In light of the unrest in the Middle East, threatening the cultural heritage of humanity, Stephanie Coudert proposed a collection with a vivid poignancy that broke hearts and knit souls in unison. From her personal recollection, she drew memories of Iran and Iraq, the reaches of Ancient Persia, and of the feminine figures she encountered there. Firstly, her mother, whose vivid orange dress was evoked as a warm coral number with a skirt made to swing in the hot desert breeze. A black jacket cascaded into a shawl. A dress with a cardigan-like detail to the shoulders and arms over it made for a gently moving picture with its sunray plissé.
Tip-toeing like ballerinas, these delicate figures glided to the sound of cithars and tambourines. More than the high-octane couture of other designers, Coudert offers a vision of loveliness that is supported by intricate constructions. A closer look at the legs reveals that brightly-hued colored chaps are in fact leggings, sewn with a diamond pattern extending above the knee. Delicate fabric is joined with more sturdy crepe for a trompe-l'oeil effect. Elsewhere, pattern cutting takes on the precision of a surgeon when curving down the ribcage or, as seen on the superb yellow coat of the penultimate exit, along the arms to give them a soft cocooning curve.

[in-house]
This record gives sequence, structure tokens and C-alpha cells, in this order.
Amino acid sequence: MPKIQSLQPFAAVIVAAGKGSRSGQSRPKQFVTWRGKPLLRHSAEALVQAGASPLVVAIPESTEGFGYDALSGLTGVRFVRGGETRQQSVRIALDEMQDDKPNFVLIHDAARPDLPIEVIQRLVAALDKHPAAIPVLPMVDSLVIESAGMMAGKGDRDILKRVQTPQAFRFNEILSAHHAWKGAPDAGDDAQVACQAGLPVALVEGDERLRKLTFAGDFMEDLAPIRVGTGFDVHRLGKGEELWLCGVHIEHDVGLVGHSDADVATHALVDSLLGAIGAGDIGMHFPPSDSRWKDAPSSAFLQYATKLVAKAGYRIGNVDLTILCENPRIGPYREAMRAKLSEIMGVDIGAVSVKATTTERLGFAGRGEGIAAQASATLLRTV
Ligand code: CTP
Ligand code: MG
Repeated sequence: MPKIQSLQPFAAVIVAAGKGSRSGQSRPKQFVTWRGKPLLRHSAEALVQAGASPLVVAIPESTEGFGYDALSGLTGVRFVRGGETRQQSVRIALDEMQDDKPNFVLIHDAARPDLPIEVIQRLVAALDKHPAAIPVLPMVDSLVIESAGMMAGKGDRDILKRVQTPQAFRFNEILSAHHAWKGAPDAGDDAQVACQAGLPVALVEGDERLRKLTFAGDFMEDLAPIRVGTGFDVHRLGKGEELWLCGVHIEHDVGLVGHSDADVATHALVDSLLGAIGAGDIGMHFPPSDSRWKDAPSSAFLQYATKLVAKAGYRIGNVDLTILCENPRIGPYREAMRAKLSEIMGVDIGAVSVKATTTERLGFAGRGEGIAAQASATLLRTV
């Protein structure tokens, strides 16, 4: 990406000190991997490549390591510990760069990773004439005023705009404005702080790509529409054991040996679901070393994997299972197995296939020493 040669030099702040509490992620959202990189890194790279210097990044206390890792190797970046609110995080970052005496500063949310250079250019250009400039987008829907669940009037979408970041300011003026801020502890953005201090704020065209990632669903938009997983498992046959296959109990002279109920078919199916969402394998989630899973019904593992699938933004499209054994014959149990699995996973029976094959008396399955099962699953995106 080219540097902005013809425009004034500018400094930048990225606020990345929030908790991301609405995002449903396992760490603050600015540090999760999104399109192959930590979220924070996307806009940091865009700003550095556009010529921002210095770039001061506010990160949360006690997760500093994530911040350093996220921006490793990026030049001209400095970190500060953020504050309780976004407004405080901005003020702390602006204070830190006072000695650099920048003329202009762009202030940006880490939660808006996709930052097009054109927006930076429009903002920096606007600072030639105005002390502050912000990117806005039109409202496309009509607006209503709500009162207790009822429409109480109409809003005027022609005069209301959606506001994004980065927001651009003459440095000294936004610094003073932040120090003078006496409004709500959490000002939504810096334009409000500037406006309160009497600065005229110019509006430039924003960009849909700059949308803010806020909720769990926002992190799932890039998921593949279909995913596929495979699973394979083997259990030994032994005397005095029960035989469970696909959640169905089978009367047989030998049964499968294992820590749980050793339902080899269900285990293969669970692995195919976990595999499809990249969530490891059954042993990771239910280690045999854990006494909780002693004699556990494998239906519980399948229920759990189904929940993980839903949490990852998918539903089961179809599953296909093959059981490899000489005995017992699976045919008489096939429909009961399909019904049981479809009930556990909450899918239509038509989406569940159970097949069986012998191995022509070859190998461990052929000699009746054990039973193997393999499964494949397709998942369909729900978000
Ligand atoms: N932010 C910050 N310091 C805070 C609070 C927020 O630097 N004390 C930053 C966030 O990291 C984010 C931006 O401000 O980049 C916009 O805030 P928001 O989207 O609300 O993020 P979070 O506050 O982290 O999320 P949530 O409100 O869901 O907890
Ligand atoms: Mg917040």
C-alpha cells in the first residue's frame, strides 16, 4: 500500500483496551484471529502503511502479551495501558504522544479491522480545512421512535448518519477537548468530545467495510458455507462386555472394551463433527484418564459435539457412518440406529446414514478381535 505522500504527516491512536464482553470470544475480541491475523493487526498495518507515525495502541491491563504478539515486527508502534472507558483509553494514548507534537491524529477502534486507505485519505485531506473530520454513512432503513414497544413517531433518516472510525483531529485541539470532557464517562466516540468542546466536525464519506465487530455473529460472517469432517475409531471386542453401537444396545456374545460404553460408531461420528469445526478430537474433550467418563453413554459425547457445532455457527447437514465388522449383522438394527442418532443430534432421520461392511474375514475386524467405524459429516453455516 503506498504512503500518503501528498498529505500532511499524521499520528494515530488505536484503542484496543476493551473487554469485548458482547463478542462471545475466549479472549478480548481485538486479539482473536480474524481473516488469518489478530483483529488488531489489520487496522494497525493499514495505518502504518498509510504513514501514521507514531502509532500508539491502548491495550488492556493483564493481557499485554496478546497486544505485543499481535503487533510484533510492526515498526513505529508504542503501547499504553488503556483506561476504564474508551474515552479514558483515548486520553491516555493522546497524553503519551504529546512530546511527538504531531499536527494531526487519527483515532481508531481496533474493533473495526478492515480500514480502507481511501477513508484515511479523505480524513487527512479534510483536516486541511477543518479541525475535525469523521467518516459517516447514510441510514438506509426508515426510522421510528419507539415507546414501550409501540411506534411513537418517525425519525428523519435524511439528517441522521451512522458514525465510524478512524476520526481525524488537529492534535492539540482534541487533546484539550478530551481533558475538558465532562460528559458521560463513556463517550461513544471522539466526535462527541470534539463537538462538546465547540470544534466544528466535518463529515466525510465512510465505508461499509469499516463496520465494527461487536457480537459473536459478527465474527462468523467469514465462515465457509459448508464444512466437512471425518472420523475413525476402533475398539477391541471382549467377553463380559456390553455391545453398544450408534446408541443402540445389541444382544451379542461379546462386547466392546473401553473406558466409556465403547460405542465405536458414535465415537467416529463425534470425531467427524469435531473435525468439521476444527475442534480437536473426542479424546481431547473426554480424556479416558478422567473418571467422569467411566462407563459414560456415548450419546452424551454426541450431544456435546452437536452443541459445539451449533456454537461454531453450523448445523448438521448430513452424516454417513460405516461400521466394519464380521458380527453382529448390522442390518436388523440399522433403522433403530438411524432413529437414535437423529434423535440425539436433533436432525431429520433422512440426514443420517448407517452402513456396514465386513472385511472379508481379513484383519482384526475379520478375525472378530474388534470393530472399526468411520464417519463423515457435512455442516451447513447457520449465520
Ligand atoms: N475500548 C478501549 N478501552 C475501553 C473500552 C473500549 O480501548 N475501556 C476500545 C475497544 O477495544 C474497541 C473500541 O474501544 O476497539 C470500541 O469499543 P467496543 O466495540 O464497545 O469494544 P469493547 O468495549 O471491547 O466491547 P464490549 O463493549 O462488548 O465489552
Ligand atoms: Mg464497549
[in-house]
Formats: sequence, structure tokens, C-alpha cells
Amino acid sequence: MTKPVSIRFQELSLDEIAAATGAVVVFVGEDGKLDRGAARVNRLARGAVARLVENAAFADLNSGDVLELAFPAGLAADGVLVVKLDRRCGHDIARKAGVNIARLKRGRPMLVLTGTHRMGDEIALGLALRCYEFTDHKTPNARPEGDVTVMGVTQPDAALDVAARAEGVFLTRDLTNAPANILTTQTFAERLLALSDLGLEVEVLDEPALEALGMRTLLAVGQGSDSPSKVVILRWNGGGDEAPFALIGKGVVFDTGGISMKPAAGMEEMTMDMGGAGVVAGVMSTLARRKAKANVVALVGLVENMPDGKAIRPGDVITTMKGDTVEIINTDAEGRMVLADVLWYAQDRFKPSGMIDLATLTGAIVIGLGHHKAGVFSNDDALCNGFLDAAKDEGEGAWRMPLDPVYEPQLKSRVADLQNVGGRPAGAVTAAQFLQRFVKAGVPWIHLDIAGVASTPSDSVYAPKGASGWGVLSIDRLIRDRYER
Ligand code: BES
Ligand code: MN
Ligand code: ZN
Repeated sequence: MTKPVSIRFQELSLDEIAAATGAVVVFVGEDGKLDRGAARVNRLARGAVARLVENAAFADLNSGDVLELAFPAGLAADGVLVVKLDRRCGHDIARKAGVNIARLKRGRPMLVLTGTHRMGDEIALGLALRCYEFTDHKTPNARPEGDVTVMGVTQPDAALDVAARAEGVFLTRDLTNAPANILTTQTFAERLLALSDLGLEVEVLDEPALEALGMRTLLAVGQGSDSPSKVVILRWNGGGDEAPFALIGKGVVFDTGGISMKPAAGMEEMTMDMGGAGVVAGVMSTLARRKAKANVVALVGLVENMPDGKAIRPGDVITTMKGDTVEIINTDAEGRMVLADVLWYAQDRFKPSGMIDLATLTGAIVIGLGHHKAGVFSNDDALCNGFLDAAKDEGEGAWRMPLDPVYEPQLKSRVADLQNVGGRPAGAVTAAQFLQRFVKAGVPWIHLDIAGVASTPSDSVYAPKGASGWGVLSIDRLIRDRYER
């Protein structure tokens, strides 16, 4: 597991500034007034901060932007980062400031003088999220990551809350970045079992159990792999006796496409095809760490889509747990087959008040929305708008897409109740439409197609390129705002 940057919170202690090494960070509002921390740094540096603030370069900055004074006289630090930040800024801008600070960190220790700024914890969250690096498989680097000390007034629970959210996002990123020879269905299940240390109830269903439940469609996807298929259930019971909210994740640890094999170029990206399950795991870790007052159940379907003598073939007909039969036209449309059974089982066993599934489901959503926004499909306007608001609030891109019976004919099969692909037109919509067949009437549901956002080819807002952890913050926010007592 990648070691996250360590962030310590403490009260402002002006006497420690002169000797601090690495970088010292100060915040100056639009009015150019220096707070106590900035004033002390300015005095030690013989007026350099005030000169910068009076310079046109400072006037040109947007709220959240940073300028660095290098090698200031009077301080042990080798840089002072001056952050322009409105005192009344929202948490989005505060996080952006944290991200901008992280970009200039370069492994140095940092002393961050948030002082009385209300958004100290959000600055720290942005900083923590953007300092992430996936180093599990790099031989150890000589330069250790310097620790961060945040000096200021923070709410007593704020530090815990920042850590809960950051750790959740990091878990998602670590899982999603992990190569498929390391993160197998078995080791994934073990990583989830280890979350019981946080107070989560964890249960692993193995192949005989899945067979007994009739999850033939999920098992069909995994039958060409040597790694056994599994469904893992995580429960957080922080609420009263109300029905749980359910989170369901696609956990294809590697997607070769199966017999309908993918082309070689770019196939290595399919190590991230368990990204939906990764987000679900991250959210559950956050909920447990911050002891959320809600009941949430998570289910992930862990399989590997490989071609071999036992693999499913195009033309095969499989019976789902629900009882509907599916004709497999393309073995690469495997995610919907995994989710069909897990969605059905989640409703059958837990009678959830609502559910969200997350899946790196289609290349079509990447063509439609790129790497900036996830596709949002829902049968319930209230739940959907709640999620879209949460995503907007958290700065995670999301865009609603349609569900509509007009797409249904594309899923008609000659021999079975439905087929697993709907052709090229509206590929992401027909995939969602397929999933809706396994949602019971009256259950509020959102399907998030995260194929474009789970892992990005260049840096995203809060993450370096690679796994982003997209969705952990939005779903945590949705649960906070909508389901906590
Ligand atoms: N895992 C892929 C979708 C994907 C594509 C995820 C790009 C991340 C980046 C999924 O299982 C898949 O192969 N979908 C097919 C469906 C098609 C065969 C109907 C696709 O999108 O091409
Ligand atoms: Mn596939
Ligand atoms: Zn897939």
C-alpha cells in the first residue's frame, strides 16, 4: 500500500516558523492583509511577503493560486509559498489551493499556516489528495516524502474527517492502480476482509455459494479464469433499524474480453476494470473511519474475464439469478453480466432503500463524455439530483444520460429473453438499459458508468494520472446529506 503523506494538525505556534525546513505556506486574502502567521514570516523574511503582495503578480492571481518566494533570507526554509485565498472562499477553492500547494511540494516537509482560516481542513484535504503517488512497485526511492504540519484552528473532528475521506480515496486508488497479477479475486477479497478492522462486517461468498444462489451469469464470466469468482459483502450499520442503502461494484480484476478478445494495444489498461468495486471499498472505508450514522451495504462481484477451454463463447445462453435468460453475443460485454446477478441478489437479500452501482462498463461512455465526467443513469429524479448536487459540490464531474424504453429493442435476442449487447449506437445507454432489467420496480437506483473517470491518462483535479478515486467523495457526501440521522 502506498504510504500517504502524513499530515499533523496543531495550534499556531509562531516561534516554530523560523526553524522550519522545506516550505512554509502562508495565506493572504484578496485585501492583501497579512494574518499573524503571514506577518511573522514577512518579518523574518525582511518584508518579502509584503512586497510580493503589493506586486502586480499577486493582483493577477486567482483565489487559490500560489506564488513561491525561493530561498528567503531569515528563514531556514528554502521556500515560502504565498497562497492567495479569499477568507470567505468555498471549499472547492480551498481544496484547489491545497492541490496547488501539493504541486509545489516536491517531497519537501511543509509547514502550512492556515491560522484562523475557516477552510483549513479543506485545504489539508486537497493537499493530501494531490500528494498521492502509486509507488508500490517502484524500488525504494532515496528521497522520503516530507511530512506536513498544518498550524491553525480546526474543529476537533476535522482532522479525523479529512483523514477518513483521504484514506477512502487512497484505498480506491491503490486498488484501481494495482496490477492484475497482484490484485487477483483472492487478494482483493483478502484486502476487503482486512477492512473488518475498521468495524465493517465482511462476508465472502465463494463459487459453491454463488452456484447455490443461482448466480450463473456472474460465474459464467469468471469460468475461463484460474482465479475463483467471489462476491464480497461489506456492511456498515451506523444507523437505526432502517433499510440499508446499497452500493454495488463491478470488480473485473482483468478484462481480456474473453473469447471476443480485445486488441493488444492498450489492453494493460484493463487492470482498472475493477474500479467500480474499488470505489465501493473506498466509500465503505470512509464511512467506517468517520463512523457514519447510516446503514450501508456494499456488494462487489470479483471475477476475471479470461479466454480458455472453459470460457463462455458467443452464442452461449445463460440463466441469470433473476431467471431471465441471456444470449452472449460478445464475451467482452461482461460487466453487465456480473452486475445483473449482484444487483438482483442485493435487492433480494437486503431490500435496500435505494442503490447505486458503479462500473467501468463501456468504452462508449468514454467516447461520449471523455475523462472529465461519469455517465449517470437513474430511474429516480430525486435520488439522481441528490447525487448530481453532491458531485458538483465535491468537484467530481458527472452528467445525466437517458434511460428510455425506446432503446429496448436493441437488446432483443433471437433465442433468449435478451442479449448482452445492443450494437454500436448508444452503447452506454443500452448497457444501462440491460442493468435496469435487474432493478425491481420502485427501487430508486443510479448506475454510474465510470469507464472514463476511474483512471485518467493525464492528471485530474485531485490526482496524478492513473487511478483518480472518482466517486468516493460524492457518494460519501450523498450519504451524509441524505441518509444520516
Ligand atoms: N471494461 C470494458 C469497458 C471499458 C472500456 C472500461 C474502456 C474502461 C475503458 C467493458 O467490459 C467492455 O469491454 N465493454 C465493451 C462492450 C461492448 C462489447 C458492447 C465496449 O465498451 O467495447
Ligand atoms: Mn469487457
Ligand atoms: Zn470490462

Likewise, a smattering of prints appeared. Flower ones were sweet, but the lashings of red and black paint on creamy white fabric felt like a powerful evocation of the archaic trichromatic palette of early human vision; white, red and black are also an intensely feminine symbolism, the minimum to convey her, in kabuki or Snow White: pale skin, dark eyes and red lips.
Coudert's rise to couture has the markings of a fairy tale: plucked from the relative obscurity of a devoted private clientele and drawn into the rarefied world of public presentations. But nothing of the charm of her earlier creations has been lost in transit. "Creation as link and tool for liberty," she wrote in the most beautiful note of the season. In all its poetry, it was an intensely personal account of femininity as only a woman designing for other women could have delivered.